Food on Film: Goodbye Lenin!

13 Feb

He knew how to have a (Communist) Party..

This German movie, from 2003, is a sweet-and-sad comedy in which a widow – a politically active defender of the GDR -falls into a coma and misses the fall of the Berlin Wall. Her son Alex and daughter Ariane try to conceal this from her, scared the shock will finish her off, and in doing so are stretched to preposterous lengths to recreate the old East which is also falling away around them.

Alex learns to recreate her favourite – and utterly naff – tv programmes and tirelessly scouts out vile and outdated foodstuffs – including pretty grim looking pickled gherkins.

It’s a film that conjours up the time of a food not just the place. It’s easy to think about foods of a place (the best pasta I ever ate in Sienna one dusty Summer or the first time I tried pho in a dirty hot cafe in Hanoi) but sometimes it’s poignant and fun to think about food that was eaten years ago, rather than miles away.

For me it’s the Findus Crispy Pancake (eeuuuurgh), the utterly amazing Artic Roll, or the slightly crapper Vienetta.  Tutti-frutti Gino Genelli made a big impact on me when I was little, and in retrospect it would seem that I ate alot of icecream. I remember begging my mum to buy slices of processed ham that had cartoon characters formed into the meat –  Jeez : how gross! – and spending what could have been hours in the local newsagent trying to work out the most ingenious combination to maximise my pocket money on penny sweets and pic n’mix.  It’s strange to think of  all of these flavours, some of them questionable, which are lost now.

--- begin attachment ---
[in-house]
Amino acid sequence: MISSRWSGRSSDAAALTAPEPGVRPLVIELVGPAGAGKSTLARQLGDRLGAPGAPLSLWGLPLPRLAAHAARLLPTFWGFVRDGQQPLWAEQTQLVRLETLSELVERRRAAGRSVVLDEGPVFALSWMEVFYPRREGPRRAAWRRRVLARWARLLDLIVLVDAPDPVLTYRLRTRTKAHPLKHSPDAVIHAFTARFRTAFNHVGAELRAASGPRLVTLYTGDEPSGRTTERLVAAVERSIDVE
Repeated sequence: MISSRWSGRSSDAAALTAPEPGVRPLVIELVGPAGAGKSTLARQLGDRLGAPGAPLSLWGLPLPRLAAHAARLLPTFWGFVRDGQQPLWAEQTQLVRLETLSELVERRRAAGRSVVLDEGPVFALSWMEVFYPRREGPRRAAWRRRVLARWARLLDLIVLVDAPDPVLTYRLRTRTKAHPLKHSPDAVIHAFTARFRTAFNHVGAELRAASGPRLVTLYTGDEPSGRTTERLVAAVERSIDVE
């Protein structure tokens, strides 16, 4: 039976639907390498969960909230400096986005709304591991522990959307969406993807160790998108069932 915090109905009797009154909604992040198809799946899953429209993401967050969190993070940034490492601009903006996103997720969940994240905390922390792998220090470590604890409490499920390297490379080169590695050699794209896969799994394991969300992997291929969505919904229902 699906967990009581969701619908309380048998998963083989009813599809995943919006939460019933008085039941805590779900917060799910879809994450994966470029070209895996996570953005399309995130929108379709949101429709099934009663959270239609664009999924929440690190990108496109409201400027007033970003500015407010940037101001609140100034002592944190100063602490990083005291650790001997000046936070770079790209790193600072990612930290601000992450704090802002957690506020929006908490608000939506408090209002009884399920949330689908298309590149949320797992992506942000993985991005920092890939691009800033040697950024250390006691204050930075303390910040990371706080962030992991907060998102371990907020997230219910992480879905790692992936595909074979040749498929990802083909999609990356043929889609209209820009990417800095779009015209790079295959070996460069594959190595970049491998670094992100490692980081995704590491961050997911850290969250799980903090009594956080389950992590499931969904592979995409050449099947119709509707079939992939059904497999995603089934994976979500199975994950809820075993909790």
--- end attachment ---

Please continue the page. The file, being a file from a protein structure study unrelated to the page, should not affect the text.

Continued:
2 Responses to “Food on Film: Goodbye Lenin!”

  1. epokeefe February 13, 2010 at 3:09 pm #

    You’re right about it being “fun to think about food that was eaten years ago”. The Germans who lived in the East when there were two Germanys are very nostalgic of the cars they drove, the identical coffee table found in everyone’s living room, the food they ate and many other things that didn’t survive reunification. I now live in Germany and often relish the memory of foods of my American childhood.

    • wouldliketoeat February 13, 2010 at 6:03 pm #

      That’s really interesting – thanks for your comment! I know when I went to Berlin they had these “Trabi” tours that explored the city the East of the wall, which seemed a little melancholy but very sweet.

      I always feel like – probably due to my love of Hollywood movies – I have a fondness for American food beyond what is natural for a girl from Birmingham! Pop Tarts, Jell-o, Riesens, Tootsie rolls, Taco Bell – they all carry an exoticism for me that’d probably make most Americans laugh!

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